Much of the activities of the IEA are similar to the PCFF in that they also conduct meetings where members of the community come together in dialogue and express their views on the conflict. The IEA has separate “interfaith encounters” for women and for youth, and they are not limited to just Muslims and Jews but are open to Christians and Druze as well. The organization states that it is apolitical, but on its website it states that their Israeli-Palestinian Dialogue is set up with the “objective to build peace between the two nations on a people-to-people level,”52 which may suggest that the organization leans toward a two state solution, but this is just speculation. In addition to these programs, the organization also conducts Cross-Cultural Study Visits where participants travel to historical monuments and places of worship and learn about the culture and religion of the other. In this sense, the IEA uses its interfaith lens to not only promote religious tolerance and understanding, but cultural and historical education.

New Profile: Movement for the Demilitarization of Israeli Society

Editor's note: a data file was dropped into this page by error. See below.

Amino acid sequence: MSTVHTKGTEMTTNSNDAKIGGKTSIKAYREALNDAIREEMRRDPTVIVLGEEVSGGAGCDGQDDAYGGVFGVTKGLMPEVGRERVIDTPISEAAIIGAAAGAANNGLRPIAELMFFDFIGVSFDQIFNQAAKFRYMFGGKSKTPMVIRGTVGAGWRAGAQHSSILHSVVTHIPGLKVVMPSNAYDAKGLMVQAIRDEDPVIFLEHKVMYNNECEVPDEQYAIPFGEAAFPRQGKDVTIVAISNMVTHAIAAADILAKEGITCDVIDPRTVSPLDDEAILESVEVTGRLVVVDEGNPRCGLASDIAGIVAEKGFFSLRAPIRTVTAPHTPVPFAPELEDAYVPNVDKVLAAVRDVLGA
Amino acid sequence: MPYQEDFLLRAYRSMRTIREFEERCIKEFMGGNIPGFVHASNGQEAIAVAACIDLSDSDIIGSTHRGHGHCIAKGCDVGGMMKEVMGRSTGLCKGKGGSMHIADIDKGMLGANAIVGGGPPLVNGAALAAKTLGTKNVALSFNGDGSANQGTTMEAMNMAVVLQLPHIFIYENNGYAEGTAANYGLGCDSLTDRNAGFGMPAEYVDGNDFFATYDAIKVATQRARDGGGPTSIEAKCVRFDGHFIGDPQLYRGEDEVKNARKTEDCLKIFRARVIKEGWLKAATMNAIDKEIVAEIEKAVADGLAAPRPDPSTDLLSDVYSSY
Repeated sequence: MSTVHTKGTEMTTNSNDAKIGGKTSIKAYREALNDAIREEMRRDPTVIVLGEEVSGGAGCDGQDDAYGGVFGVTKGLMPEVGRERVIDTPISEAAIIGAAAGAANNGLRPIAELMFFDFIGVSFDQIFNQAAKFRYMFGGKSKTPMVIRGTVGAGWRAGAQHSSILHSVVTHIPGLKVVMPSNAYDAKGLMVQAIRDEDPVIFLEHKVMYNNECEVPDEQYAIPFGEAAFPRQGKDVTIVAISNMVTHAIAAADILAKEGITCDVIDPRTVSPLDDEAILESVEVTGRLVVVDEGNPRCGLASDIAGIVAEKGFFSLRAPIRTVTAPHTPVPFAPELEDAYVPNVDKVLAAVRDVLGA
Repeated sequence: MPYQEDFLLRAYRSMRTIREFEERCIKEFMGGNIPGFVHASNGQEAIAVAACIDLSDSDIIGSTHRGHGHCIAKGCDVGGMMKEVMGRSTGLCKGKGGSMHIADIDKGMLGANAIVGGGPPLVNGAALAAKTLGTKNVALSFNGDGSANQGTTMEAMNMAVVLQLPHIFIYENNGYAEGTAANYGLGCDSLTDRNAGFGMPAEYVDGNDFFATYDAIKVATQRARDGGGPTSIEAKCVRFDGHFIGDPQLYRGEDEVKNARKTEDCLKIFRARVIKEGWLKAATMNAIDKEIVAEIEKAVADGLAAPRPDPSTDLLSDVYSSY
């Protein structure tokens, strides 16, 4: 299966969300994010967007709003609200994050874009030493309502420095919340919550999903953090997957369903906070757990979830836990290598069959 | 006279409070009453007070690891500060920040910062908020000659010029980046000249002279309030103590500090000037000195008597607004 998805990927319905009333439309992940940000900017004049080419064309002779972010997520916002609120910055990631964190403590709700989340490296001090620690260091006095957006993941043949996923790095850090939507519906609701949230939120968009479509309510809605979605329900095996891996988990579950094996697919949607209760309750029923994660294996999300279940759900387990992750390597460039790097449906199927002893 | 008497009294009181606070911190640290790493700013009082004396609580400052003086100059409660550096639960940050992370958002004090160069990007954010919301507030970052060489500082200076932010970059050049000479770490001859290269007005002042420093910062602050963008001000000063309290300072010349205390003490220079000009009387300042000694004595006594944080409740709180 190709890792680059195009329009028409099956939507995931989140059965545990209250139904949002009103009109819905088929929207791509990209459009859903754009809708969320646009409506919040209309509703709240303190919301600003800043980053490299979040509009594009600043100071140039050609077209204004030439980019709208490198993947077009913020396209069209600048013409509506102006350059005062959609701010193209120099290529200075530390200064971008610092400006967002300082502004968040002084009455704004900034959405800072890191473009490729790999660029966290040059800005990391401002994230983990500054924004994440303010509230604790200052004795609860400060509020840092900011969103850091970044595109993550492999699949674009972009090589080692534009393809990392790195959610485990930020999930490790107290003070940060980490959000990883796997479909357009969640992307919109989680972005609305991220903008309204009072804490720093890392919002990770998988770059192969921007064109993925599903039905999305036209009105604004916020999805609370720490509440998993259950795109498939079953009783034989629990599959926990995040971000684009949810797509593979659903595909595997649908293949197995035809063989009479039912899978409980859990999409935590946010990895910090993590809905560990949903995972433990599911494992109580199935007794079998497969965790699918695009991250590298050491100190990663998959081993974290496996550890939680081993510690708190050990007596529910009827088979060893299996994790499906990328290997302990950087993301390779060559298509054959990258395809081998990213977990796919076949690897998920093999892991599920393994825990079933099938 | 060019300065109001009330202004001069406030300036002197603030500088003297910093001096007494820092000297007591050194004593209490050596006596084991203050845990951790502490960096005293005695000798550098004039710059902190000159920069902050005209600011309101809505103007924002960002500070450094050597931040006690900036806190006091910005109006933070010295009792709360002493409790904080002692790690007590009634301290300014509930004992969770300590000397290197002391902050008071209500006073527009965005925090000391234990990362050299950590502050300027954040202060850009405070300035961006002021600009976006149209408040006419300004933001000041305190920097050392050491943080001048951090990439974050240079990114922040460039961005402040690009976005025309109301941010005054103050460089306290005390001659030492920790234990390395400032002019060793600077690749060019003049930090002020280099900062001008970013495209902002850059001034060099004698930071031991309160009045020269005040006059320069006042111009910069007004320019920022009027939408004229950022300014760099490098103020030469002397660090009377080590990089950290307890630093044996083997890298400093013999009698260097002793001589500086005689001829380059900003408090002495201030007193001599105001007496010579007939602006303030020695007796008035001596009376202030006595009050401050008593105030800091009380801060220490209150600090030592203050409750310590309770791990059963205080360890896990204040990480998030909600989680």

The last organization profiled for this research project is called New Profile, which focuses on the hyper militarization of Israeli society as the main cause of the conflict between Israelis and Palestinians. In a short presentation on their website, New Profile discusses the prevalence of militarism in Israeli society, as exemplified by constant visuals of Israeli soldiers in public places in full gear, the presence of military equipment as major monuments in Israeli cities, the existence of programs that bring soldiers into schools as teachers, and the emphasis on war and the military in the Israeli education system. Not only does the education system focus on the military, but society itself is encouraged to support the military by any means necessary because the military is what is keeping Israeli society safe from Arab threats of violence.